BEIJING – China said on Wednesday that the inclusion of Macau in European Union’s blacklist of tax havens did not reflect the reality of the Chinese special administrative region.
Beijing also supported the response given by Macau’s government, which described the EU’s decision as “unilateral and biased.”
“Macao has closely engaged with the international community, including the EU and the Organization for Economic Co-operation and Development, on matters relating to the fight against cross-border tax evasion and promotion of a fairer taxation system worldwide,” Macau’s regional government said in a statement on Wednesday.
It added that Macau was a member of the OECD’s Global Forum on Transparency and Exchange of Information for Tax Purposes, which works to implement measures against the erosion of the tax base and profit transfers.
This confirmed “the city’s taxation transparency and its efforts regarding exchange of tax information, and confirmed the fact Macao was working to comply with the latest international standards,” the government said.
According to the statement, the Law on Exchange of Information on Tax Matters was passed in the Legislative Assembly in May and the first automatic exchange of tax information is planned for next year.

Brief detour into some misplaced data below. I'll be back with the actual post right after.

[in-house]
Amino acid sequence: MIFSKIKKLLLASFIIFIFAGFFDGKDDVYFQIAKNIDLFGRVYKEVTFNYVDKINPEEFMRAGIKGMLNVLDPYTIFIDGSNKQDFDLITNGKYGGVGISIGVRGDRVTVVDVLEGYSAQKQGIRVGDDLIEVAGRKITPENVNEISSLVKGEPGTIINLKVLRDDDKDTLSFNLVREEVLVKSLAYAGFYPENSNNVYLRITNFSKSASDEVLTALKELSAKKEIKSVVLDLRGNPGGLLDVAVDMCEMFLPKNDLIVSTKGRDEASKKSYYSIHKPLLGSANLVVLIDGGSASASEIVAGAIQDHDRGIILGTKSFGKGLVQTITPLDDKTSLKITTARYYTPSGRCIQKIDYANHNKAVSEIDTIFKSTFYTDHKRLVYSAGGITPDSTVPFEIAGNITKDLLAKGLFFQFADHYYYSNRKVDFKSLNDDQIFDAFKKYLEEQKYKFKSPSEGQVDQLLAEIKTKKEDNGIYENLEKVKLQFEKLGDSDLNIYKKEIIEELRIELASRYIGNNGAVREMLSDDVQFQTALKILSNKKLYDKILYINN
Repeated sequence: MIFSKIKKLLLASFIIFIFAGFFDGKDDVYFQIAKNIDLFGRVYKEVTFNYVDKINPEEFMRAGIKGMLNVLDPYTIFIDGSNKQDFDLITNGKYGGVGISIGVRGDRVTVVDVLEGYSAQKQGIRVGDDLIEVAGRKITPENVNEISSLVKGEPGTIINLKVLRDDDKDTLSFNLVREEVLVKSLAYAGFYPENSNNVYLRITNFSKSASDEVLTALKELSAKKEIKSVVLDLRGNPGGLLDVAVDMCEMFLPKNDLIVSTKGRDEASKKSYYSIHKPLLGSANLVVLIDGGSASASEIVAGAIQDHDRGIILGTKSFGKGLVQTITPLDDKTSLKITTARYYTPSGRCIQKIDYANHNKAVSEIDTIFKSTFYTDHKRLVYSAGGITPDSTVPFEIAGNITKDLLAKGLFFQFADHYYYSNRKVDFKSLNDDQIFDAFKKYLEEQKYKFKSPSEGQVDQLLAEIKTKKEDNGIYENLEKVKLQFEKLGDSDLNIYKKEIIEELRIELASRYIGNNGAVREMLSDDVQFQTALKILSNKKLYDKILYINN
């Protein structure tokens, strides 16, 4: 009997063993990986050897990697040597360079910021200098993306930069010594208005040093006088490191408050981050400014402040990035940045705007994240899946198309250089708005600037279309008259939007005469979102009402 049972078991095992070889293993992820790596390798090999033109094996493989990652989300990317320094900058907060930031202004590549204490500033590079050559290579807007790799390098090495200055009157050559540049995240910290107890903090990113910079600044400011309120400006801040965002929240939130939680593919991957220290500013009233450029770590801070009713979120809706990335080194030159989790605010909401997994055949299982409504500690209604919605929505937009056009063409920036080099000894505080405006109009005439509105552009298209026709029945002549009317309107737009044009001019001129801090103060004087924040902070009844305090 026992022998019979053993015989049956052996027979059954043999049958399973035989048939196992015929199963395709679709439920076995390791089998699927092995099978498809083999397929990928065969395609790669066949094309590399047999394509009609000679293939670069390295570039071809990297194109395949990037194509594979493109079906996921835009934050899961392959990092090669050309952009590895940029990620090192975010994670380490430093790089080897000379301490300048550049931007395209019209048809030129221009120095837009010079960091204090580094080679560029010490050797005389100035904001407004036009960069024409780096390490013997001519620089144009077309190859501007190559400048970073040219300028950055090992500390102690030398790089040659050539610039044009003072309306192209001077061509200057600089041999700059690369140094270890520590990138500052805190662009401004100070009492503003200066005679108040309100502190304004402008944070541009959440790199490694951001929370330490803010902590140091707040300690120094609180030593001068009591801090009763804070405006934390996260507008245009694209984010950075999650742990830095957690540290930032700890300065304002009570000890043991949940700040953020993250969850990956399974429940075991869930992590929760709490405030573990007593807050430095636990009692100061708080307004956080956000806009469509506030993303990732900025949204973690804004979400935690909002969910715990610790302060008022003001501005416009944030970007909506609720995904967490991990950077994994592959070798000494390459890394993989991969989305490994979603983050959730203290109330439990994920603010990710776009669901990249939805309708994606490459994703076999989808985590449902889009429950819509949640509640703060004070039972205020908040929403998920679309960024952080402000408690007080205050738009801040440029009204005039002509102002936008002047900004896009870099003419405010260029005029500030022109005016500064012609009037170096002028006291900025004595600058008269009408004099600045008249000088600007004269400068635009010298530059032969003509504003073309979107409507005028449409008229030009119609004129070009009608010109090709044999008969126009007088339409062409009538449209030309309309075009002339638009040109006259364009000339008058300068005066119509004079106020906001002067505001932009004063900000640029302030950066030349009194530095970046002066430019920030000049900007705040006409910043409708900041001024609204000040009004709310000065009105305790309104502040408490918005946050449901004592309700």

In the daily press briefing by China’s foreign ministry on Wednesday, spokesperson Geng Shuang expressed China’s support for the response by the Macau government and stressed that the EU’s decision was “inconsistent with the reality of Macao.”
China and Macau’s reaction comes after EU finance ministers on Tuesday published a blacklist of tax havens, which includes 17 countries and jurisdictions, that the EU says are not making enough efforts to fight money laundering and tax evasion.
The blacklist also includes American Samoa, Bahrain, Barbados, Grenada, Guam, South Korea, Panama, Marshall Islands, Mongolia, Namibia, Palau, Saint Lucia, Samoa, Trinidad and Tobago, Tunisia and United Arab Emirates.